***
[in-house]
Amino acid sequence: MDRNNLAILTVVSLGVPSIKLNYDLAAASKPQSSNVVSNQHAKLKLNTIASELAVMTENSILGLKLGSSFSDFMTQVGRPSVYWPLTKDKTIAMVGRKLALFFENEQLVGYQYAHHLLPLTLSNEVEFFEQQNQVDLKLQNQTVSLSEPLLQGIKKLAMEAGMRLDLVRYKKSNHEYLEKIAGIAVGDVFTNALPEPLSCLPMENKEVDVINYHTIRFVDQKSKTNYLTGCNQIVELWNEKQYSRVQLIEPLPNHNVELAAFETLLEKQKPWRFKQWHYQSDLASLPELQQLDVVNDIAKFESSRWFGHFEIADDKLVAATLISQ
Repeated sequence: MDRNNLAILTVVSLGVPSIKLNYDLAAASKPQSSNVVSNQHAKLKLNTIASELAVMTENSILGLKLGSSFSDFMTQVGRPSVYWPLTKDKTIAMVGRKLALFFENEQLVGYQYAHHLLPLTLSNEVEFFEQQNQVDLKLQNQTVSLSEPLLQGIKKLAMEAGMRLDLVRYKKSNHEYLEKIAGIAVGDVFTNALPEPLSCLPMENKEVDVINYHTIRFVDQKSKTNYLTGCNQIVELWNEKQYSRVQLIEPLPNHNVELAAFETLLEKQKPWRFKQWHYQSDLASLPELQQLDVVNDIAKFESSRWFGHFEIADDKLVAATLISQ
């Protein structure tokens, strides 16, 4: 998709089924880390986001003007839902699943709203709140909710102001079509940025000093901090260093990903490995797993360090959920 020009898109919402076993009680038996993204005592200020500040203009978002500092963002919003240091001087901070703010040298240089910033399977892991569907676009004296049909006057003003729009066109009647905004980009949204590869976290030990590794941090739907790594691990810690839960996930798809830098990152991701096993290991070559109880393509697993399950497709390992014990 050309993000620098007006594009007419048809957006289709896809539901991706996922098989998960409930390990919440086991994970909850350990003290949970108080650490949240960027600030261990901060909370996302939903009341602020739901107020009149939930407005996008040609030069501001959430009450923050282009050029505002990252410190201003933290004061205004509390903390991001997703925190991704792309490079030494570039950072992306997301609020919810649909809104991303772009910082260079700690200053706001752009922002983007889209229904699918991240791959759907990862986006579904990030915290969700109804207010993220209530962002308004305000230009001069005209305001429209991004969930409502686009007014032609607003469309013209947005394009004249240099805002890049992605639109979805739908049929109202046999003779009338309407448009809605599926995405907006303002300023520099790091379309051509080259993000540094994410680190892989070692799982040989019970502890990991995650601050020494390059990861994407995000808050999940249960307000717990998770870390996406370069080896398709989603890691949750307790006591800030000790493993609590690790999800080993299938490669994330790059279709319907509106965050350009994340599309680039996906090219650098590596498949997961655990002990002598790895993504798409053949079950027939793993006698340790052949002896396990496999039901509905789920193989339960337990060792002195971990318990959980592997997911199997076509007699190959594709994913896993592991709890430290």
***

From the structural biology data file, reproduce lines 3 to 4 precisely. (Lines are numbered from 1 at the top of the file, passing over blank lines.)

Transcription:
Repeated sequence: MDRNNLAILTVVSLGVPSIKLNYDLAAASKPQSSNVVSNQHAKLKLNTIASELAVMTENSILGLKLGSSFSDFMTQVGRPSVYWPLTKDKTIAMVGRKLALFFENEQLVGYQYAHHLLPLTLSNEVEFFEQQNQVDLKLQNQTVSLSEPLLQGIKKLAMEAGMRLDLVRYKKSNHEYLEKIAGIAVGDVFTNALPEPLSCLPMENKEVDVINYHTIRFVDQKSKTNYLTGCNQIVELWNEKQYSRVQLIEPLPNHNVELAAFETLLEKQKPWRFKQWHYQSDLASLPELQQLDVVNDIAKFESSRWFGHFEIADDKLVAATLISQ
């Protein structure tokens, strides 16, 4: 998709089924880390986001003007839902699943709203709140909710102001079509940025000093901090260093990903490995797993360090959920 020009898109919402076993009680038996993204005592200020500040203009978002500092963002919003240091001087901070703010040298240089910033399977892991569907676009004296049909006057003003729009066109009647905004980009949204590869976290030990590794941090739907790594691990810690839960996930798809830098990152991701096993290991070559109880393509697993399950497709390992014990 050309993000620098007006594009007419048809957006289709896809539901991706996922098989998960409930390990919440086991994970909850350990003290949970108080650490949240960027600030261990901060909370996302939903009341602020739901107020009149939930407005996008040609030069501001959430009450923050282009050029505002990252410190201003933290004061205004509390903390991001997703925190991704792309490079030494570039950072992306997301609020919810649909809104991303772009910082260079700690200053706001752009922002983007889209229904699918991240791959759907990862986006579904990030915290969700109804207010993220209530962002308004305000230009001069005209305001429209991004969930409502686009007014032609607003469309013209947005394009004249240099805002890049992605639109979805739908049929109202046999003779009338309407448009809605599926995405907006303002300023520099790091379309051509080259993000540094994410680190892989070692799982040989019970502890990991995650601050020494390059990861994407995000808050999940249960307000717990998770870390996406370069080896398709989603890691949750307790006591800030000790493993609590690790999800080993299938490669994330790059279709319907509106965050350009994340599309680039996906090219650098590596498949997961655990002990002598790895993504798409053949079950027939793993006698340790052949002896396990496999039901509905789920193989339960337990060792002195971990318990959980592997997911199997076509007699190959594709994913896993592991709890430290």